July 2013
Volume 13, Issue 9
Free
Vision Sciences Society Annual Meeting Abstract  |   July 2013
Peri-microsaccadic modulation of visual activity in the primate superior colliculus: dependence on movement direction and neuronal cell type
Author Affiliations
  • Chih-Yang Chen
    Graduate School of Neural and Behavioural Sciences, International Max Planck Research School\nWerner Reichardt Centre for Integrative Neuroscience
  • Ziad M. Hafed
    Werner Reichardt Centre for Integrative Neuroscience
Journal of Vision July 2013, Vol.13, 1204. doi:10.1167/13.9.1204
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      Chih-Yang Chen, Ziad M. Hafed; Peri-microsaccadic modulation of visual activity in the primate superior colliculus: dependence on movement direction and neuronal cell type. Journal of Vision 2013;13(9):1204. doi: 10.1167/13.9.1204.

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      © ARVO (1962-2015); The Authors (2016-present)

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Abstract

Perceptual thresholds are elevated around the time of microsaccades. A neural correlate for such ‘microsaccadic suppression’ has recently been described in superior colliculus (SC) (Hafed & Krauzlis, 2010), but the dependence of this ‘suppression’ on visual location, microsaccade direction, or neuronal cell type is currently unknown. Here we tested for such dependence, to fully understand how microsaccades affect perceptual performance. We recorded SC activity from one monkey fixating a white spot over a gray background. Inside a neuron’s response field (RF), we displayed a square (1-5 deg) containing a vertical sine-wave grating (2.2 cpd) for ~250 ms. We measured peak neuronal activity 50-150 ms after grating onset and divided trials into three groups: 1) the grating appeared without microsaccade <300 ms from its onset; 2) the same grating appeared <100 ms before microsaccades; 3) the grating appeared <100 ms after microsaccades. We recorded ‘visual-motor’ and ‘visual-only’ SC neurons. Across 49 neurons (29 visual-motor and 20 visual-only), most (~94%) exhibited peri-microsaccadic modulation of visual activity. The most common observation was strong suppression for stimuli appearing right after microsaccades (~90% of visual-motor neurons and ~65% of visual-only neurons). For stimuli appearing before microsaccades, the neuronal modulations depended both on cell type and movement direction. Specifically, for microsaccades away from the RF location, most visual-motor neurons (~62%) were suppressed; for microsaccades toward the RF, ~38% showed suppression and ~24% enhancement. For visual-only neurons, only ~5% showed suppression for stimuli before microsaccades and ~70% showed enhancement, irrespective of microsaccade direction. Thus, peri-microsaccadic modulation of SC visual activity is pervasive, with specific differences between neuronal cell types. Besides providing a more complete characterization of peri-microsaccadic changes in vision, our work reveals a possible neural basis for recent observations that microsaccade direction has a strong, eccentricity-dependent influence on perceptual performance (Hafed, Society for Neuroscience Meeting, 2012).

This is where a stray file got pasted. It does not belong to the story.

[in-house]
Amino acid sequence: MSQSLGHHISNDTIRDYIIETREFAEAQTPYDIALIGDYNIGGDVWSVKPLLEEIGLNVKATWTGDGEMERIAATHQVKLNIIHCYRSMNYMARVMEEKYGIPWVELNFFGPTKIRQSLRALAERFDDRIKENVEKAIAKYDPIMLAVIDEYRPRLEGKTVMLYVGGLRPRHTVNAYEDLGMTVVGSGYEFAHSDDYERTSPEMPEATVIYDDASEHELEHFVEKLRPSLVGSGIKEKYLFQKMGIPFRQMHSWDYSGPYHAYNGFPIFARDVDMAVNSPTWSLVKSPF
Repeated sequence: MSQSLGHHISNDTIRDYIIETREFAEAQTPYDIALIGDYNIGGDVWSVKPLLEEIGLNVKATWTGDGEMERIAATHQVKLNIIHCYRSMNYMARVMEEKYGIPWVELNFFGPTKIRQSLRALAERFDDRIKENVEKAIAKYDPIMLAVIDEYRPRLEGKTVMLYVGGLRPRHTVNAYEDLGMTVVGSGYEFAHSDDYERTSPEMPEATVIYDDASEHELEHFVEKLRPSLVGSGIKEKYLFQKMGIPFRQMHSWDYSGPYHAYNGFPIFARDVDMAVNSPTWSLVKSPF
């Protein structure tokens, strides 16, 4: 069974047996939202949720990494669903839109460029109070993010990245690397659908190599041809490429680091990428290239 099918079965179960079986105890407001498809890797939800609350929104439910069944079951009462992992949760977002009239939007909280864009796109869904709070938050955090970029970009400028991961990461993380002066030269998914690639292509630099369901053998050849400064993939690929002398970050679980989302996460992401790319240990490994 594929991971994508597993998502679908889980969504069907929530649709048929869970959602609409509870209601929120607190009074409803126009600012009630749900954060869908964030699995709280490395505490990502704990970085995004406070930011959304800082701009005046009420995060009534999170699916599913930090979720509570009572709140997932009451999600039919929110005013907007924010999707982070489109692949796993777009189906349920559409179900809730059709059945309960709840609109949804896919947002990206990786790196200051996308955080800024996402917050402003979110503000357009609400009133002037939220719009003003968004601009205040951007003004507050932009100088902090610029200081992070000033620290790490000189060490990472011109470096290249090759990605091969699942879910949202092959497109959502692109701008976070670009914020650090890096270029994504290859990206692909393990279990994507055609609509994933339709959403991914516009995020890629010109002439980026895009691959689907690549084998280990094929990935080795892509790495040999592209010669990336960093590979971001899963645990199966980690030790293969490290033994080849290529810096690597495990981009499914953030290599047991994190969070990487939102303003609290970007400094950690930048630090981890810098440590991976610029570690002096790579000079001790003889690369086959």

Meeting abstract presented at VSS 2013

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